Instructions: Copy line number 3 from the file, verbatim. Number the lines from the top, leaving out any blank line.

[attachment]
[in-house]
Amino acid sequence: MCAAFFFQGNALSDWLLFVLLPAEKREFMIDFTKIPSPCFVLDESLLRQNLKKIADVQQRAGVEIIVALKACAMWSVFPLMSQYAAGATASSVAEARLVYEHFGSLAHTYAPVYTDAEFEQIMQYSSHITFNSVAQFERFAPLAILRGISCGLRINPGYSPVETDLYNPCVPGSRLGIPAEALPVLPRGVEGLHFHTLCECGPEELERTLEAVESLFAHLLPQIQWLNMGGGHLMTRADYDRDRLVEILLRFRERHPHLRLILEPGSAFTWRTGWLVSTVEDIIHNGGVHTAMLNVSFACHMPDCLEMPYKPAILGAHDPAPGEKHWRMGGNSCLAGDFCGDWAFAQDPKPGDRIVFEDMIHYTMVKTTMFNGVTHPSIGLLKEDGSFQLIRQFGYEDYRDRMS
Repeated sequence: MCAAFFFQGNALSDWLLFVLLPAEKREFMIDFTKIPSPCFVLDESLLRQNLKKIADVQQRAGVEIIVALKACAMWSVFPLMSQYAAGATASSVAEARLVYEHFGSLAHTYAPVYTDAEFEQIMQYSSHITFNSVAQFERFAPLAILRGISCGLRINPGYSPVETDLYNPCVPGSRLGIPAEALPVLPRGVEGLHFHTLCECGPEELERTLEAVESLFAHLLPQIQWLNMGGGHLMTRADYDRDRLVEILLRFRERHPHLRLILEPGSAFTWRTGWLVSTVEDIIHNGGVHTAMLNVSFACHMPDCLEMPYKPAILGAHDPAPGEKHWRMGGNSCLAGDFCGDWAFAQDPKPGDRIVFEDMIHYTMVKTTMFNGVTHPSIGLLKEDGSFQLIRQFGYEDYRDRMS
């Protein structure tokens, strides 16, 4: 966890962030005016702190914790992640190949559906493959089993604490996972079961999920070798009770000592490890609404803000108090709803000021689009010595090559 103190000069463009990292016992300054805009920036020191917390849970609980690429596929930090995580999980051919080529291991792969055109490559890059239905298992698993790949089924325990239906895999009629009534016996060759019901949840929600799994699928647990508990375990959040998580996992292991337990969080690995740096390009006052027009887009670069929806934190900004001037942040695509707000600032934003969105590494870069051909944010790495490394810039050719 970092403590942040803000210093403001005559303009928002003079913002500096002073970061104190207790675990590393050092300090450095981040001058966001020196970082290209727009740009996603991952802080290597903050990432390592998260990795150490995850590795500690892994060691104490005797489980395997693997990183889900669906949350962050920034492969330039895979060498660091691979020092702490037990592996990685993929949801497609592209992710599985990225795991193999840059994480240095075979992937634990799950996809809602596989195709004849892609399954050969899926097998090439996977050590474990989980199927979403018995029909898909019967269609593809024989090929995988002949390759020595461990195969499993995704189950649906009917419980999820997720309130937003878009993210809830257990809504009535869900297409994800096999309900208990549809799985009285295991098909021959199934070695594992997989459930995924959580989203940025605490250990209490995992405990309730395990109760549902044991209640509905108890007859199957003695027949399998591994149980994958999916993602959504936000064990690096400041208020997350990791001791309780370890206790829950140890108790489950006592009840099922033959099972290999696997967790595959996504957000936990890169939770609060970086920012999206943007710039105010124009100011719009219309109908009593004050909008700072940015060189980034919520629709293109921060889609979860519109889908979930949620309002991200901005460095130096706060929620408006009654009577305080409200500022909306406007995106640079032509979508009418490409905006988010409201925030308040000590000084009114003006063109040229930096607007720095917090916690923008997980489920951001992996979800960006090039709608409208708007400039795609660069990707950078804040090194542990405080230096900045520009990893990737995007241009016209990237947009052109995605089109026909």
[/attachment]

Repeated sequence: MCAAFFFQGNALSDWLLFVLLPAEKREFMIDFTKIPSPCFVLDESLLRQNLKKIADVQQRAGVEIIVALKACAMWSVFPLMSQYAAGATASSVAEARLVYEHFGSLAHTYAPVYTDAEFEQIMQYSSHITFNSVAQFERFAPLAILRGISCGLRINPGYSPVETDLYNPCVPGSRLGIPAEALPVLPRGVEGLHFHTLCECGPEELERTLEAVESLFAHLLPQIQWLNMGGGHLMTRADYDRDRLVEILLRFRERHPHLRLILEPGSAFTWRTGWLVSTVEDIIHNGGVHTAMLNVSFACHMPDCLEMPYKPAILGAHDPAPGEKHWRMGGNSCLAGDFCGDWAFAQDPKPGDRIVFEDMIHYTMVKTTMFNGVTHPSIGLLKEDGSFQLIRQFGYEDYRDRMS